Concrete plans to reintroduce a system of joint selling for the media rights of the Primera División, Segunda División A, and la Copa del Rey by means of a Royal Decree were already announced two years ago. The road has surely been long and bumpy. The draft Decree is finally on the table, but now it misses political approval. All the parties involved are blaming each other for the current failure: the LNFP blames the Sport Governmental Council for Sport (CSD) for not taking the lead; the Spanish Football Federation (RFEF) is arguing that the Federation and non-professional football entities should receive more money and that it should have a stronger say in the matter in accordance with the FIFA Statutes;  and there are widespread rumours that the two big earners, Real Madrid and FC Barcelona, are actively lobbying to prevent the Royal Decree of actually being adopted.

To keep the soap opera drama flowing,  on 30 December 2014, FASFE (an organisation consisting of groups of fans, club members, and minority shareholders of several Spanish professional football clubs) and the International Soccer Centre (a movement that aims to obtain more balanced and transparent football and basketball competitions in Spain) filed an antitrust complaint with the European Commission against the LNFP. They argue that the current system of individual selling of LNFP media rights, with unequal shares of revenue widening the gap between clubs, violates EU competition law.


Source:http://www.gopixpic.com/600/buscar%C3%A1n-el-amor-verdadero-nueva-novela-de-televisa/http:%7C%7Cassets*zocalo*com*mx%7Cuploads%7Carticles%7C5%7C134666912427*jpg/

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The 2014 Dortmund judgment: what potential for a follow-on class action? By Zygimantas Juska

Class actions are among the most powerful legal tools available in the US to enforce competition rules. With more than 75 years of experience, the American system offers valuable lessons about the benefits and drawbacks of class actions for private enforcement in competition law. Once believed of as only a US phenomenon, class actions are slowly becoming reality in the EU. After the adoption of the Directive on damages actions in November 2014, the legislative initiative in collective redress (which could prescribe a form of class actions) is expected in 2017.[1] Some pro-active Member States have already taken steps to introduce class actions in some fashion, like, for example, Germany.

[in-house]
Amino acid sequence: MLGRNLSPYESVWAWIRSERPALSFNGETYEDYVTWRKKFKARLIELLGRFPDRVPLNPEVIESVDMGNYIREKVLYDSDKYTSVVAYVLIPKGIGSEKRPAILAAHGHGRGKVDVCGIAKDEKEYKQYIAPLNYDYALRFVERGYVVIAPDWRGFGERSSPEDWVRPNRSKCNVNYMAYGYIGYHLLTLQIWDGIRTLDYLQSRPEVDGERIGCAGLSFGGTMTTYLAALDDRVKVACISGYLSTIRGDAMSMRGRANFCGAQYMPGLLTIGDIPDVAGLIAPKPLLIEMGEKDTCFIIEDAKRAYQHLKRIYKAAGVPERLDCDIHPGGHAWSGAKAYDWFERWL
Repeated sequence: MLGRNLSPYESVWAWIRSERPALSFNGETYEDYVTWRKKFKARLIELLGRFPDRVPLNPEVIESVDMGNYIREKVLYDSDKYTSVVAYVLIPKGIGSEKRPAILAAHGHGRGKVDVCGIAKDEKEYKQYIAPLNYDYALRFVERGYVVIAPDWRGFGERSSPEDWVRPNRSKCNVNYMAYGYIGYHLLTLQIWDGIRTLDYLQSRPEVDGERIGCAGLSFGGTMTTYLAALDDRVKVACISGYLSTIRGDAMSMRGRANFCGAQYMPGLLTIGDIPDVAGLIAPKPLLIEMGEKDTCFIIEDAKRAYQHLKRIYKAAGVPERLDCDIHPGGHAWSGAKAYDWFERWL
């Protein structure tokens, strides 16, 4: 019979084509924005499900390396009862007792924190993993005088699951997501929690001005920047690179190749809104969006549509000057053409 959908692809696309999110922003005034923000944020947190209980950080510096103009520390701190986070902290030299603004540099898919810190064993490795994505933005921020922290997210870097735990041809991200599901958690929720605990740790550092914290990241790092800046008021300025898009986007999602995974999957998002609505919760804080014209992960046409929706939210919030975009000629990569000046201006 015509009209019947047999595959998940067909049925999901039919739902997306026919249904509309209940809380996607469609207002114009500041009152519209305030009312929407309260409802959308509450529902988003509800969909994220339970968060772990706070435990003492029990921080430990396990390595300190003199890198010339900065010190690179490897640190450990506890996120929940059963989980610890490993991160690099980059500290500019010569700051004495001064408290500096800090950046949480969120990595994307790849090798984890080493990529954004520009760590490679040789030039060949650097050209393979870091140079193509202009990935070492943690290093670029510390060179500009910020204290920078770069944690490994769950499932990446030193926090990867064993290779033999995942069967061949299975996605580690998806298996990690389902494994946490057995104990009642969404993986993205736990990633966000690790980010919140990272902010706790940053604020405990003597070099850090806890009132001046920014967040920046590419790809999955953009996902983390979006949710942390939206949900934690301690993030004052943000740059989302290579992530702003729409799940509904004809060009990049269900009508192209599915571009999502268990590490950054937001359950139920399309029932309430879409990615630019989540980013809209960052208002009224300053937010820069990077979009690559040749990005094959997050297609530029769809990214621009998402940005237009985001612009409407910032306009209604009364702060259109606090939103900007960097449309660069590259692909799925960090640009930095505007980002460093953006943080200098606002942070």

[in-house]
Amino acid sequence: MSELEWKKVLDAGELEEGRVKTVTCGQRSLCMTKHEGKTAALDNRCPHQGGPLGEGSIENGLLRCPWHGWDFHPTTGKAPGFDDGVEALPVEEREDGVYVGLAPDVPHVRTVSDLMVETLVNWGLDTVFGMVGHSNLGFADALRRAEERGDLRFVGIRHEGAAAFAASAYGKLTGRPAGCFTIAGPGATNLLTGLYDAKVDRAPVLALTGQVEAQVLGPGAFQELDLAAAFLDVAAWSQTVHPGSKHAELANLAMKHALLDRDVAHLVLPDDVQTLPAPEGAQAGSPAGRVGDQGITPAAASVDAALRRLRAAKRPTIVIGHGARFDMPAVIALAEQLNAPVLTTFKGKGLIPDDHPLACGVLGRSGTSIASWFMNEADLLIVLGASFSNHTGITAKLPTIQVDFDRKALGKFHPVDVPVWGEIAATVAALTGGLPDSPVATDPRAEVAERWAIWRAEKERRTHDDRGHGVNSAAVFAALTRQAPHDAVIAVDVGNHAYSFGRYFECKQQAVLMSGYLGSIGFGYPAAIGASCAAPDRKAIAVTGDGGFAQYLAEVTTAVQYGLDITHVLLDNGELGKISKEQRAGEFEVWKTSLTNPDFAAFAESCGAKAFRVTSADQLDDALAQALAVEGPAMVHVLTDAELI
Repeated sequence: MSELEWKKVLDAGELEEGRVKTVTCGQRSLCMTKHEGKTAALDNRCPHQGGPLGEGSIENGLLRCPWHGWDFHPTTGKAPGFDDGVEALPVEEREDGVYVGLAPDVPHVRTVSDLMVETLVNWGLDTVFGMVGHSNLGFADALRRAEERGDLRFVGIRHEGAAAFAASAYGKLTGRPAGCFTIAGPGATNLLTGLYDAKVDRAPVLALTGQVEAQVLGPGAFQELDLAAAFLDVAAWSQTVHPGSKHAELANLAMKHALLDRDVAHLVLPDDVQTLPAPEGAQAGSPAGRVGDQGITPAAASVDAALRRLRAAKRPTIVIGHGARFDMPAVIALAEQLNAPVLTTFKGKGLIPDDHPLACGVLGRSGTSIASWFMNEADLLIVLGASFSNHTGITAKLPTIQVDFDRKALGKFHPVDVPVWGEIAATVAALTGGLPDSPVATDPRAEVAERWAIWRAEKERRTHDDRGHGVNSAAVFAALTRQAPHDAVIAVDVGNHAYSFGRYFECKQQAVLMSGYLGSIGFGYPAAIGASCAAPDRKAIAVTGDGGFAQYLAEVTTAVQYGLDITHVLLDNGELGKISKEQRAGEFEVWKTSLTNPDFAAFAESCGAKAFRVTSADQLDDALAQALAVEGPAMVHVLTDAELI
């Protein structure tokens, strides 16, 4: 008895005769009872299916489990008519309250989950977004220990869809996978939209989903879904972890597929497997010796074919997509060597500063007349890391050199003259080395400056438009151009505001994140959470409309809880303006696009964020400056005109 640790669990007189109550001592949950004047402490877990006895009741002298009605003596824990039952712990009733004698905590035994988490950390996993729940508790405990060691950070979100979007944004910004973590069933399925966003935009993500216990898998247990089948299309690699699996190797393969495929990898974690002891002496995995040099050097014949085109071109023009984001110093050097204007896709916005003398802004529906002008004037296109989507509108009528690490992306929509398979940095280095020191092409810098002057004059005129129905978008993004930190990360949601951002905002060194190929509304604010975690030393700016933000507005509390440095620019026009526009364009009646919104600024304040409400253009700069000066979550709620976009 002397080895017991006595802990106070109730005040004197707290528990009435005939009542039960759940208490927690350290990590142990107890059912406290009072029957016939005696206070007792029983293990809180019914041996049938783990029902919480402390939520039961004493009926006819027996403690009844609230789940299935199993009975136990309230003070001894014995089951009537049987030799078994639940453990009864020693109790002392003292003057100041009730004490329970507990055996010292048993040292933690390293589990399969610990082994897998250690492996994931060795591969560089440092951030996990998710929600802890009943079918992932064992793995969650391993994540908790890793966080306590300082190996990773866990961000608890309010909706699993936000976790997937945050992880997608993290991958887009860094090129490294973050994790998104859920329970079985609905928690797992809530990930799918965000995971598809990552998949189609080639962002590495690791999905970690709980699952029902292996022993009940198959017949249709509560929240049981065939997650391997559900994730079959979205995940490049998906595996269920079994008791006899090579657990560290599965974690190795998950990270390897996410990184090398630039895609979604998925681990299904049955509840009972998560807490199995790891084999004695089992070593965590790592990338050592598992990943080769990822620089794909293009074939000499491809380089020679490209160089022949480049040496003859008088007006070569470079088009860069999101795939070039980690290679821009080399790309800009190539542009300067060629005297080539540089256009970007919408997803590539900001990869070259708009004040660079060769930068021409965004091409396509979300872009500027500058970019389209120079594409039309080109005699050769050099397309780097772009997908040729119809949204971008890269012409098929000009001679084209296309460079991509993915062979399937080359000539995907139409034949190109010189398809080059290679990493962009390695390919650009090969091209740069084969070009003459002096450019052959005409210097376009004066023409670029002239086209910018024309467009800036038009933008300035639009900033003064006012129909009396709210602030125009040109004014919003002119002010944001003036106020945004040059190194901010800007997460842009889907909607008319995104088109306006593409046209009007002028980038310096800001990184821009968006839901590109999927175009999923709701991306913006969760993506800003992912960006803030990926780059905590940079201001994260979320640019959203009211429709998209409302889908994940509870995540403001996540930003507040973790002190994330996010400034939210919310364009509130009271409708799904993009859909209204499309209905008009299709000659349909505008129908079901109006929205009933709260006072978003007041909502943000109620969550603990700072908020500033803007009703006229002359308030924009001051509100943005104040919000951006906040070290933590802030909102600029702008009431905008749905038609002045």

What is a class action? It is a lawsuit that allows many similar legal claims with a common interest to be bundled into a single court action. Class actions facilitate access to justice for potential claimants, strengthen the negotiating power and contribute to the efficient administration of justice. This legal mechanism ensures a possibility to claim cessation of illegal behavior (injunctive relief) or to claim compensation for damage suffered (compensatory relief).  More...

The Pechstein ruling of the OLG München - A Rough Translation